In all probability there will also be habitats created specifically to provide recreation for people living in the vicinity. These can be seeded with life forms from the earth, and will provide an opportunity for people to experience the outdoors without requiring a return to the planet. Such habitats also provide a safe location for the introduction of experiemntal crops and other life forms that might endanger the ecosystem of the Earth.

Is this a feasible plan?

At present the technology required to implement Earth Park does not exist. Nor can the current economy support or sustain such an effort. However the requirements needed to undertake this migration can be readily conceived and, given the current growth rate of technology, should be available within several decades. When matched against the current rate of decline of the earth's ecosystem and the rate of population growth and non-renewable resource consumption, that leaves a window of only a few decades when this can be implemented. Beyond that time slot the inexorable result will be an increasing probability of disastrous outcomes, both for humanity and for the survival of the ecosystem of the planet.

The biggest obstacle to the Earth Park program will be political. It is highly unlikely to be implemented until the situation is sufficiently dire to warrant such a measure. The exodus will also require universal concurance by all nations and peoples. Given the circumstances under which this is likely to be implemented, the available time for the exodus will be short, and the condition of the Earth is likely to be grim.

If an emigration plan can be implemented during the available window and the necessary habitats constructed and inhabited, there is every reason to believe that the solar system can sustain a large human population at a high quality of life while preserving the earth as a natural heritage.

What new technologies are required?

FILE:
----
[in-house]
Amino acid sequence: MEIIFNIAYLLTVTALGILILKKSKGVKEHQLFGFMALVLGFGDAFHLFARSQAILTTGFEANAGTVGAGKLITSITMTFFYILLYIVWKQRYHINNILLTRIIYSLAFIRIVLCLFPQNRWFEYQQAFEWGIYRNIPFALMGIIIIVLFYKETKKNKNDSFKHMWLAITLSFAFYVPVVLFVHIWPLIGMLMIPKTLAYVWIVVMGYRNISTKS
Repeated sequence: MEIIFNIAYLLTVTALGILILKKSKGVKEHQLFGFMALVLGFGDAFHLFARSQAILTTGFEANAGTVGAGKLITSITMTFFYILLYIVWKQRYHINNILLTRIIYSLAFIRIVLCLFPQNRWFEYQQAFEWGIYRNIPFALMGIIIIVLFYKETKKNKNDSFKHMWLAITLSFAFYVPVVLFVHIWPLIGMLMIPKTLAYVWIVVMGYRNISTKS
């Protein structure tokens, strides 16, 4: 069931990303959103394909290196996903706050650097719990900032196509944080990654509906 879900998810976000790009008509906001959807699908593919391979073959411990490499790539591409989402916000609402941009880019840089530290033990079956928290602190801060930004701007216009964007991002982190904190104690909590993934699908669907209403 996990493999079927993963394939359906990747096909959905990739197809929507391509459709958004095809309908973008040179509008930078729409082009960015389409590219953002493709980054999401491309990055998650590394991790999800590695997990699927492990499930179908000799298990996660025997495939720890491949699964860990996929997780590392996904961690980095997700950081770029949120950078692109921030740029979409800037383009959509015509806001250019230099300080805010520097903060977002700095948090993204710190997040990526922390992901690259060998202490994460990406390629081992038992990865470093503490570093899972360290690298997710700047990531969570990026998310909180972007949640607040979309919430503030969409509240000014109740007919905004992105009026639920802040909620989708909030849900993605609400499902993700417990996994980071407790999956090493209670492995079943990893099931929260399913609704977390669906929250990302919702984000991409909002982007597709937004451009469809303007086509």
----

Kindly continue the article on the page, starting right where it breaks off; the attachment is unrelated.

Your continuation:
The immediate need is for a cost effective launching system to transport settlers and their possessions to low earth orbit. This will most likely require reusable launch vehicles with low maintenance requirements and rapid turn-around time. Once the launch cost is brought down to be competitive with the mimumum required energy rates, large scale migration will become feasible.

Constructing the habitats will require self-replicating technology on a massive scale. Solar energy can be used to supply the power requirements, but large quantities of materials will need to be relocated and processed. The only realistic method of implementing such construction in a short time frame is through robotics and/or nanotechnology. Once the template for a suitable habitat is completed, the construction can proceed at an exponentially increasing rate until all required settlements have been completed.

Those remaining on the Earth in underground habitats will need to have their power requirements met through efficient geothermal energy. All other needs can be met through recycling of materials using nanotechnology.

Self-replicating robotics could conceivably be used to accelerate the restoration of the terrestrial ecosystem by eliminating most artificial constructs from the surface. The robots can also be used to construct any required underground habitats needed by those who decline to leave the planet.

Any materials that can not be directly recycled could be destroyed by sinking them into the ground at the foot of various subduction zones. This step can most likely be achieved by large scale application of current underwater robotics technology.

Finally all domesticated species may need to be removed, either through species-tailored sterlizing diseases or through a robotic search and collect program. Extinct species can only be restored by means of advanted technology and the collection and preservation of genetic materials. Thus libraries of such samples will need to be maintained up until the Earth Park program is implemented.


Bob Hall